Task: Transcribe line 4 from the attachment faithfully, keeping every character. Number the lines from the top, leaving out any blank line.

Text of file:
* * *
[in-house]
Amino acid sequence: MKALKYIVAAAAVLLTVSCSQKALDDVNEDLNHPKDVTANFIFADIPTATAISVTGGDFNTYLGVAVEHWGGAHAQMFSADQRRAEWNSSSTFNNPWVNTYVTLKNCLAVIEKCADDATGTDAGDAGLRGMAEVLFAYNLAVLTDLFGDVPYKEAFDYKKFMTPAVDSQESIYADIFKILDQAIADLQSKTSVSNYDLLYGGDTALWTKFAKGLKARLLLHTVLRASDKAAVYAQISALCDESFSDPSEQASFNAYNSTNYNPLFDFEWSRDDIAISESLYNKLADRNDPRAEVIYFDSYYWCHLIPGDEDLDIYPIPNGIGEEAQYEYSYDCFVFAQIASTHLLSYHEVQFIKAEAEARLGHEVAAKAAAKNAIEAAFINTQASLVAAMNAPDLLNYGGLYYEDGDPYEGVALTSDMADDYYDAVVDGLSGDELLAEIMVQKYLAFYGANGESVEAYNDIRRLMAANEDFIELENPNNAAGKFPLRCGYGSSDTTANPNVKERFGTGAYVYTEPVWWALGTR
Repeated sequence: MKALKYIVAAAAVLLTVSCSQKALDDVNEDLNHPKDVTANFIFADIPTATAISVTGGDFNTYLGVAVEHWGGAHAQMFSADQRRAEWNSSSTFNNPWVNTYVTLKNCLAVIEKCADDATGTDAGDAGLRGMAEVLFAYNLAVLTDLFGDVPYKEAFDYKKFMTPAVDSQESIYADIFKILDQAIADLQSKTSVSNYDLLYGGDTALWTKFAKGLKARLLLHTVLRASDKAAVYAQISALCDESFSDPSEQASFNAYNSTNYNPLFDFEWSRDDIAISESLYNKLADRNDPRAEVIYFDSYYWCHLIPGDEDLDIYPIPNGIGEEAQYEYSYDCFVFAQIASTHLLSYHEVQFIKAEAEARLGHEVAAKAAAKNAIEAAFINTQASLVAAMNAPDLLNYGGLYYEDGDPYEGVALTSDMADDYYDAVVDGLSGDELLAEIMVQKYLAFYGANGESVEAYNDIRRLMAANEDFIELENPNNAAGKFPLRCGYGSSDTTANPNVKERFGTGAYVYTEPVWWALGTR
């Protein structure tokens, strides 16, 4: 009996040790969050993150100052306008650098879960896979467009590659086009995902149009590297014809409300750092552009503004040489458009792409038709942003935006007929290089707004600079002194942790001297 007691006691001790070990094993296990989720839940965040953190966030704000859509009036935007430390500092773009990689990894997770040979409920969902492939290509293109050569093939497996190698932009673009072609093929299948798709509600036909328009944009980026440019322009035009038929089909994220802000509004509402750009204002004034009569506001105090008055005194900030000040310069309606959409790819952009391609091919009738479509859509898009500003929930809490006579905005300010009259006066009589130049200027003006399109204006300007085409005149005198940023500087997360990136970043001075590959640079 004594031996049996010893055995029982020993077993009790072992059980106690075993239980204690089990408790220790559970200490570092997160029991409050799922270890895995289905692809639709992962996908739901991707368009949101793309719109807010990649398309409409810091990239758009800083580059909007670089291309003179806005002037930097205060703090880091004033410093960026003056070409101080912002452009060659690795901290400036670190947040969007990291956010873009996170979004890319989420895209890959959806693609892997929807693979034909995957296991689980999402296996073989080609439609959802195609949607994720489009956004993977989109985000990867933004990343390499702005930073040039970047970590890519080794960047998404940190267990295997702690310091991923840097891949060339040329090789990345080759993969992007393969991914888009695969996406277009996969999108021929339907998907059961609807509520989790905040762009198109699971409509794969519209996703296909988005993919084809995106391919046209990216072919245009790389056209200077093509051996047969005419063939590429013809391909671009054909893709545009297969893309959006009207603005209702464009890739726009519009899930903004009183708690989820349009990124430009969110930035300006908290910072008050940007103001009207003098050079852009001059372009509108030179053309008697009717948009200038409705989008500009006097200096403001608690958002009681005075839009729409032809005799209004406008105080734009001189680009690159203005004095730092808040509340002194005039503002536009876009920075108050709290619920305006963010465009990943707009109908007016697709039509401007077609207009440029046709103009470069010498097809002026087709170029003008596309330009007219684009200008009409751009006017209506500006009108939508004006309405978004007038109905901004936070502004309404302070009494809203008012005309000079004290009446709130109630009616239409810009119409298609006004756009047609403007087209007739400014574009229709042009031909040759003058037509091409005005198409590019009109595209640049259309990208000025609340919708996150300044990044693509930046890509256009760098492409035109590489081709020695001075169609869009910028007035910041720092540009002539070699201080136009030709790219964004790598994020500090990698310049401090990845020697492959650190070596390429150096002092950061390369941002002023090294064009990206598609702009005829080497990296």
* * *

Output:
């Protein structure tokens, strides 16, 4: 009996040790969050993150100052306008650098879960896979467009590659086009995902149009590297014809409300750092552009503004040489458009792409038709942003935006007929290089707004600079002194942790001297 007691006691001790070990094993296990989720839940965040953190966030704000859509009036935007430390500092773009990689990894997770040979409920969902492939290509293109050569093939497996190698932009673009072609093929299948798709509600036909328009944009980026440019322009035009038929089909994220802000509004509402750009204002004034009569506001105090008055005194900030000040310069309606959409790819952009391609091919009738479509859509898009500003929930809490006579905005300010009259006066009589130049200027003006399109204006300007085409005149005198940023500087997360990136970043001075590959640079 004594031996049996010893055995029982020993077993009790072992059980106690075993239980204690089990408790220790559970200490570092997160029991409050799922270890895995289905692809639709992962996908739901991707368009949101793309719109807010990649398309409409810091990239758009800083580059909007670089291309003179806005002037930097205060703090880091004033410093960026003056070409101080912002452009060659690795901290400036670190947040969007990291956010873009996170979004890319989420895209890959959806693609892997929807693979034909995957296991689980999402296996073989080609439609959802195609949607994720489009956004993977989109985000990867933004990343390499702005930073040039970047970590890519080794960047998404940190267990295997702690310091991923840097891949060339040329090789990345080759993969992007393969991914888009695969996406277009996969999108021929339907998907059961609807509520989790905040762009198109699971409509794969519209996703296909988005993919084809995106391919046209990216072919245009790389056209200077093509051996047969005419063939590429013809391909671009054909893709545009297969893309959006009207603005209702464009890739726009519009899930903004009183708690989820349009990124430009969110930035300006908290910072008050940007103001009207003098050079852009001059372009509108030179053309008697009717948009200038409705989008500009006097200096403001608690958002009681005075839009729409032809005799209004406008105080734009001189680009690159203005004095730092808040509340002194005039503002536009876009920075108050709290619920305006963010465009990943707009109908007016697709039509401007077609207009440029046709103009470069010498097809002026087709170029003008596309330009007219684009200008009409751009006017209506500006009108939508004006309405978004007038109905901004936070502004309404302070009494809203008012005309000079004290009446709130109630009616239409810009119409298609006004756009047609403007087209007739400014574009229709042009031909040759003058037509091409005005198409590019009109595209640049259309990208000025609340919708996150300044990044693509930046890509256009760098492409035109590489081709020695001075169609869009910028007035910041720092540009002539070699201080136009030709790219964004790598994020500090990698310049401090990845020697492959650190070596390429150096002092950061390369941002002023090294064009990206598609702009005829080497990296």